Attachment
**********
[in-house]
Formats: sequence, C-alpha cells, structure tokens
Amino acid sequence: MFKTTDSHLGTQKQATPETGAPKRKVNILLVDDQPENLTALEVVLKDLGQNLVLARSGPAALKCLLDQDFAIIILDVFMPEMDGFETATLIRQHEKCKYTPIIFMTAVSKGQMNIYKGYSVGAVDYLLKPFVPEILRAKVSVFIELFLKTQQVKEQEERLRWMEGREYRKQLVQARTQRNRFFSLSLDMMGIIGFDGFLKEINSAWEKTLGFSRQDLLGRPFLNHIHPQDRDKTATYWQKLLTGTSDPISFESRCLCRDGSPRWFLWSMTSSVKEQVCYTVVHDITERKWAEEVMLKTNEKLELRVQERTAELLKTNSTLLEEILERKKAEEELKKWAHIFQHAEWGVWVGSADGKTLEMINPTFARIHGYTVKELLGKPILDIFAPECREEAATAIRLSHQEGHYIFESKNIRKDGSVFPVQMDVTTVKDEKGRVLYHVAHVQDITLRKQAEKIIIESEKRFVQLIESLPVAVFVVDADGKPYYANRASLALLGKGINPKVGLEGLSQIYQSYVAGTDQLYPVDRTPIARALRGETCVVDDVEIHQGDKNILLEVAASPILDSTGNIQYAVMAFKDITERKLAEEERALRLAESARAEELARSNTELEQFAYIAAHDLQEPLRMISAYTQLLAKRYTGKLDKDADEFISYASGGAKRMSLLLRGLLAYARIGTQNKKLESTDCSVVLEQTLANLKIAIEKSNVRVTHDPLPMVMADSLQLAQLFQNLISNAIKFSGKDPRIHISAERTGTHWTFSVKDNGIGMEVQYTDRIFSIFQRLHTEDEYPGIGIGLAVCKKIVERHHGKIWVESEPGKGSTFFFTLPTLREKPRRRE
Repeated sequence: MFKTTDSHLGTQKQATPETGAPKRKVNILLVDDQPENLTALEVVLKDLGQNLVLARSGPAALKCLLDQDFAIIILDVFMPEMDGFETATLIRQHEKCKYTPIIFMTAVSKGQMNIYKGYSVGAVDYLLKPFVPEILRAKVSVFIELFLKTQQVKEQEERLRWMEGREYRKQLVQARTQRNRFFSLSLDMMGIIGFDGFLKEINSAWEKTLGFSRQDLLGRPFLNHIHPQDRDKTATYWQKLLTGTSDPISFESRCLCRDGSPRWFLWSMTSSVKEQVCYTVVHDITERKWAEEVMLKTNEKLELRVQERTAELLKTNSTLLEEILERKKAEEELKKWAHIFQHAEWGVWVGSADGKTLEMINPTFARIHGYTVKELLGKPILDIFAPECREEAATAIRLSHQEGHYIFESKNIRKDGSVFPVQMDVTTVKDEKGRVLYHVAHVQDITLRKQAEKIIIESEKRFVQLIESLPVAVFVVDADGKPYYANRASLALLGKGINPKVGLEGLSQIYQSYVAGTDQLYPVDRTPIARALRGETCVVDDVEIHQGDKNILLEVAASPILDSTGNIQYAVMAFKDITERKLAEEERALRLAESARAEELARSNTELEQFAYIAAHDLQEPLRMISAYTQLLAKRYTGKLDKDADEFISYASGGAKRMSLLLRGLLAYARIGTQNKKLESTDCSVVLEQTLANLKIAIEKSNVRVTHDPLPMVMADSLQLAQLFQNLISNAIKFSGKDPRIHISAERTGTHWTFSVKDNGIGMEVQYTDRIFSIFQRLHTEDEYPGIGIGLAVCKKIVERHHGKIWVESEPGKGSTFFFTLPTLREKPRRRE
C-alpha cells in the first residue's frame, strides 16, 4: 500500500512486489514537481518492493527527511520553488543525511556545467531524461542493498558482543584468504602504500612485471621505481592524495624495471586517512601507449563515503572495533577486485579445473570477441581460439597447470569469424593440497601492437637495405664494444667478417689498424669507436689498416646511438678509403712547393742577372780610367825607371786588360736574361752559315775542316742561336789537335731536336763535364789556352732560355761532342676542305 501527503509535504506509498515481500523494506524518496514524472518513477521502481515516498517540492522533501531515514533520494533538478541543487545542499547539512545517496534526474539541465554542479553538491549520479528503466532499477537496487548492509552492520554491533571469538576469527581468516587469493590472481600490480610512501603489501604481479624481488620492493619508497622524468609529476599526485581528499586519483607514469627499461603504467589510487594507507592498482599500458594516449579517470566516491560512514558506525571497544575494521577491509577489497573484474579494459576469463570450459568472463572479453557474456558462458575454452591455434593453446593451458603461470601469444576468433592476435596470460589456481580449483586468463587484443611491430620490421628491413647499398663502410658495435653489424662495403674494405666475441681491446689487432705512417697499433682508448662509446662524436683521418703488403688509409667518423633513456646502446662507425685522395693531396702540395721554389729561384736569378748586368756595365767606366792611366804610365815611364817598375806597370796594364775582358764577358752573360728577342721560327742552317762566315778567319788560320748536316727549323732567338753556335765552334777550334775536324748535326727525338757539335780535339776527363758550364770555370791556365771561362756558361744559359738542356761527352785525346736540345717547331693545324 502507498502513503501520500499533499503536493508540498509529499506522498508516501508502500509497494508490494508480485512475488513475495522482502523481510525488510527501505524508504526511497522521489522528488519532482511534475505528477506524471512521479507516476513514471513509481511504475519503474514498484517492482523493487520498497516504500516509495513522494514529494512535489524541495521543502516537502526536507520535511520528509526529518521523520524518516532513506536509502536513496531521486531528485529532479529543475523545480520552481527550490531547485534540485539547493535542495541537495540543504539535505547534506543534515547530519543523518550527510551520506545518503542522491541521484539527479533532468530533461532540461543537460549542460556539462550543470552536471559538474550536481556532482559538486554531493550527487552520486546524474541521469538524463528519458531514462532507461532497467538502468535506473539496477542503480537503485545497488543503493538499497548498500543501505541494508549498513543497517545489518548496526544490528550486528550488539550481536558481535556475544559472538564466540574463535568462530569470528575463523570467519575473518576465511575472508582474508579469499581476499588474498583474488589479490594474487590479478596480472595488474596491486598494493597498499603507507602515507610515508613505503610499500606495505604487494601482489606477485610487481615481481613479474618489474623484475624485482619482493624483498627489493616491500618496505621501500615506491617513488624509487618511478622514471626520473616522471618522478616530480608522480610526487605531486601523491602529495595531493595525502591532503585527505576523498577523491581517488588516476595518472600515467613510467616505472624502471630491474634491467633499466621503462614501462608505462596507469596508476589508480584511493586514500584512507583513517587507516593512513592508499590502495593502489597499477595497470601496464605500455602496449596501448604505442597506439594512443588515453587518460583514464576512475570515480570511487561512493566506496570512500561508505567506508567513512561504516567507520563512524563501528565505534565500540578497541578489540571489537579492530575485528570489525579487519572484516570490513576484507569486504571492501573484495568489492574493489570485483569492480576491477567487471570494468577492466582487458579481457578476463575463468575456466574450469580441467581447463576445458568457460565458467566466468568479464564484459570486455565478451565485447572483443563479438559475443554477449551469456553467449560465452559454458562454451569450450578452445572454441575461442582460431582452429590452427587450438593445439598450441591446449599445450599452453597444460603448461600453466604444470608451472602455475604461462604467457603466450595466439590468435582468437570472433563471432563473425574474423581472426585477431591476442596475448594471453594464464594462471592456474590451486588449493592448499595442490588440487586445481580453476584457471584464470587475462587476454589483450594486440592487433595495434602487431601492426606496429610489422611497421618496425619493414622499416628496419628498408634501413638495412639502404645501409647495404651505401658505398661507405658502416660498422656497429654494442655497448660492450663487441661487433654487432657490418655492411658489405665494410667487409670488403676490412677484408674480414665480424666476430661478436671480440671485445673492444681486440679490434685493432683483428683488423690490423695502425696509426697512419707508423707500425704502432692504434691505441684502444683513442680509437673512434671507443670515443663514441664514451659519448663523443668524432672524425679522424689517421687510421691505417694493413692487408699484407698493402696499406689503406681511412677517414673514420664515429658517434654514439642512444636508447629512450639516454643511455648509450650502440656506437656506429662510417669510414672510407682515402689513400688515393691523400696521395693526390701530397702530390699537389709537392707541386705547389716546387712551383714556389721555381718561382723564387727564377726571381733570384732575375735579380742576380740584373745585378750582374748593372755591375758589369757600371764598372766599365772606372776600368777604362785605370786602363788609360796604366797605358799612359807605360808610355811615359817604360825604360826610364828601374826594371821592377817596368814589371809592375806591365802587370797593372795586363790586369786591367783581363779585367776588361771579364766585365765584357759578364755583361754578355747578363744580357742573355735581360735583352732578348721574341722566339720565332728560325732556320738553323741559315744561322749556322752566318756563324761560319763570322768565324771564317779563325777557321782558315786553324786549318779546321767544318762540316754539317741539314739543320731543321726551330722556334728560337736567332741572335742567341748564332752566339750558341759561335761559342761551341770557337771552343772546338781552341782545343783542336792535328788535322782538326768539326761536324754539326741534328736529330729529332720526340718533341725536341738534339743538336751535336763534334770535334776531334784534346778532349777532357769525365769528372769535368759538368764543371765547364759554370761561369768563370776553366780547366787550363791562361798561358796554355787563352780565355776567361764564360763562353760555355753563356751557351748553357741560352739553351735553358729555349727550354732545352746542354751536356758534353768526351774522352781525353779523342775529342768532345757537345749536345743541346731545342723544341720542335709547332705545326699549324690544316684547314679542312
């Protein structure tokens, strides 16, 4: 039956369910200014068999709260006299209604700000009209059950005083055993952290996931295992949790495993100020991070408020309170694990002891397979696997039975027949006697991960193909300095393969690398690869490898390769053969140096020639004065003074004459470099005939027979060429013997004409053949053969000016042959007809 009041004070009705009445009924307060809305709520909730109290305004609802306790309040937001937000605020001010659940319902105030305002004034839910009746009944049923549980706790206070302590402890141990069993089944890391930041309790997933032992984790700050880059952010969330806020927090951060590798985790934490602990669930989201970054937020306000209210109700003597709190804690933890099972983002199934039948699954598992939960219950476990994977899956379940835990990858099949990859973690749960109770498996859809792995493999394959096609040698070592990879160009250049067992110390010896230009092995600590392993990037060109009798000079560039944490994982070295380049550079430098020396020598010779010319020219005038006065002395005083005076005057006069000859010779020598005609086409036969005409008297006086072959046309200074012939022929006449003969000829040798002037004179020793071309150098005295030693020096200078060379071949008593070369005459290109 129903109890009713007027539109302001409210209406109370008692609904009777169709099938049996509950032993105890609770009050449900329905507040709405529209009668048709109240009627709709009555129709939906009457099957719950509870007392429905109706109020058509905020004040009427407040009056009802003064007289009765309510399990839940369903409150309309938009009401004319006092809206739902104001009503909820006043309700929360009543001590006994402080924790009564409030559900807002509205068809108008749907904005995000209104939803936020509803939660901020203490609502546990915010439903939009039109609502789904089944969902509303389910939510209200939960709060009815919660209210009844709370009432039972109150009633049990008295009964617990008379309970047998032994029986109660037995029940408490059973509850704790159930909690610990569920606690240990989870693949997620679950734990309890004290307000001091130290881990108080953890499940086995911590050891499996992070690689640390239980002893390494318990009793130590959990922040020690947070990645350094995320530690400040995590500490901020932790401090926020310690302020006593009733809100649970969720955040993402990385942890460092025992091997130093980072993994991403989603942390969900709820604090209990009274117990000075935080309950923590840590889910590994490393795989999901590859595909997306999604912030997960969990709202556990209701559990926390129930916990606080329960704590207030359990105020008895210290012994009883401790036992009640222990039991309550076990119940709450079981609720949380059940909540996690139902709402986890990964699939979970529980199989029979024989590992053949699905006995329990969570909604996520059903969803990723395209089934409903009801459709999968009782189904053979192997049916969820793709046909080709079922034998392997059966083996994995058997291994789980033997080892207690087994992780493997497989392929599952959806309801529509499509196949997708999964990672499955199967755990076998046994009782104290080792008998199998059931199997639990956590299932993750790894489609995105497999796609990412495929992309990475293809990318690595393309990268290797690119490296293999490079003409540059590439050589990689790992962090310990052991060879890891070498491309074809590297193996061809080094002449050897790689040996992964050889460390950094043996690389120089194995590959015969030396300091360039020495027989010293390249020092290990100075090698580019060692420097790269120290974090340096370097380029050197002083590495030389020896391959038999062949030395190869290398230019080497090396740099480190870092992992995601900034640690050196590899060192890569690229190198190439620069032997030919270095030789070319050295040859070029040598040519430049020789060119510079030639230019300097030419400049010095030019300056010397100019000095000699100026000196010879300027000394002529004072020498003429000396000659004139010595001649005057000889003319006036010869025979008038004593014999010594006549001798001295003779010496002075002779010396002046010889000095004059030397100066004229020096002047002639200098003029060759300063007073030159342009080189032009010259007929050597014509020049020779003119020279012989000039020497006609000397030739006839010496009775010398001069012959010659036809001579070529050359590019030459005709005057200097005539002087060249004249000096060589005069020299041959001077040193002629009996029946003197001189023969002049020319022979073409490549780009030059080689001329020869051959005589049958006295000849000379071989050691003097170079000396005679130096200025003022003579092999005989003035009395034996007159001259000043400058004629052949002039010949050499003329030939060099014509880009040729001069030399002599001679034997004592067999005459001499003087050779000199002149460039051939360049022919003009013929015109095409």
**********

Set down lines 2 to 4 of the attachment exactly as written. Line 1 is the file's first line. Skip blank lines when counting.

Formats: sequence, C-alpha cells, structure tokens
Amino acid sequence: MFKTTDSHLGTQKQATPETGAPKRKVNILLVDDQPENLTALEVVLKDLGQNLVLARSGPAALKCLLDQDFAIIILDVFMPEMDGFETATLIRQHEKCKYTPIIFMTAVSKGQMNIYKGYSVGAVDYLLKPFVPEILRAKVSVFIELFLKTQQVKEQEERLRWMEGREYRKQLVQARTQRNRFFSLSLDMMGIIGFDGFLKEINSAWEKTLGFSRQDLLGRPFLNHIHPQDRDKTATYWQKLLTGTSDPISFESRCLCRDGSPRWFLWSMTSSVKEQVCYTVVHDITERKWAEEVMLKTNEKLELRVQERTAELLKTNSTLLEEILERKKAEEELKKWAHIFQHAEWGVWVGSADGKTLEMINPTFARIHGYTVKELLGKPILDIFAPECREEAATAIRLSHQEGHYIFESKNIRKDGSVFPVQMDVTTVKDEKGRVLYHVAHVQDITLRKQAEKIIIESEKRFVQLIESLPVAVFVVDADGKPYYANRASLALLGKGINPKVGLEGLSQIYQSYVAGTDQLYPVDRTPIARALRGETCVVDDVEIHQGDKNILLEVAASPILDSTGNIQYAVMAFKDITERKLAEEERALRLAESARAEELARSNTELEQFAYIAAHDLQEPLRMISAYTQLLAKRYTGKLDKDADEFISYASGGAKRMSLLLRGLLAYARIGTQNKKLESTDCSVVLEQTLANLKIAIEKSNVRVTHDPLPMVMADSLQLAQLFQNLISNAIKFSGKDPRIHISAERTGTHWTFSVKDNGIGMEVQYTDRIFSIFQRLHTEDEYPGIGIGLAVCKKIVERHHGKIWVESEPGKGSTFFFTLPTLREKPRRRE
Repeated sequence: MFKTTDSHLGTQKQATPETGAPKRKVNILLVDDQPENLTALEVVLKDLGQNLVLARSGPAALKCLLDQDFAIIILDVFMPEMDGFETATLIRQHEKCKYTPIIFMTAVSKGQMNIYKGYSVGAVDYLLKPFVPEILRAKVSVFIELFLKTQQVKEQEERLRWMEGREYRKQLVQARTQRNRFFSLSLDMMGIIGFDGFLKEINSAWEKTLGFSRQDLLGRPFLNHIHPQDRDKTATYWQKLLTGTSDPISFESRCLCRDGSPRWFLWSMTSSVKEQVCYTVVHDITERKWAEEVMLKTNEKLELRVQERTAELLKTNSTLLEEILERKKAEEELKKWAHIFQHAEWGVWVGSADGKTLEMINPTFARIHGYTVKELLGKPILDIFAPECREEAATAIRLSHQEGHYIFESKNIRKDGSVFPVQMDVTTVKDEKGRVLYHVAHVQDITLRKQAEKIIIESEKRFVQLIESLPVAVFVVDADGKPYYANRASLALLGKGINPKVGLEGLSQIYQSYVAGTDQLYPVDRTPIARALRGETCVVDDVEIHQGDKNILLEVAASPILDSTGNIQYAVMAFKDITERKLAEEERALRLAESARAEELARSNTELEQFAYIAAHDLQEPLRMISAYTQLLAKRYTGKLDKDADEFISYASGGAKRMSLLLRGLLAYARIGTQNKKLESTDCSVVLEQTLANLKIAIEKSNVRVTHDPLPMVMADSLQLAQLFQNLISNAIKFSGKDPRIHISAERTGTHWTFSVKDNGIGMEVQYTDRIFSIFQRLHTEDEYPGIGIGLAVCKKIVERHHGKIWVESEPGKGSTFFFTLPTLREKPRRRE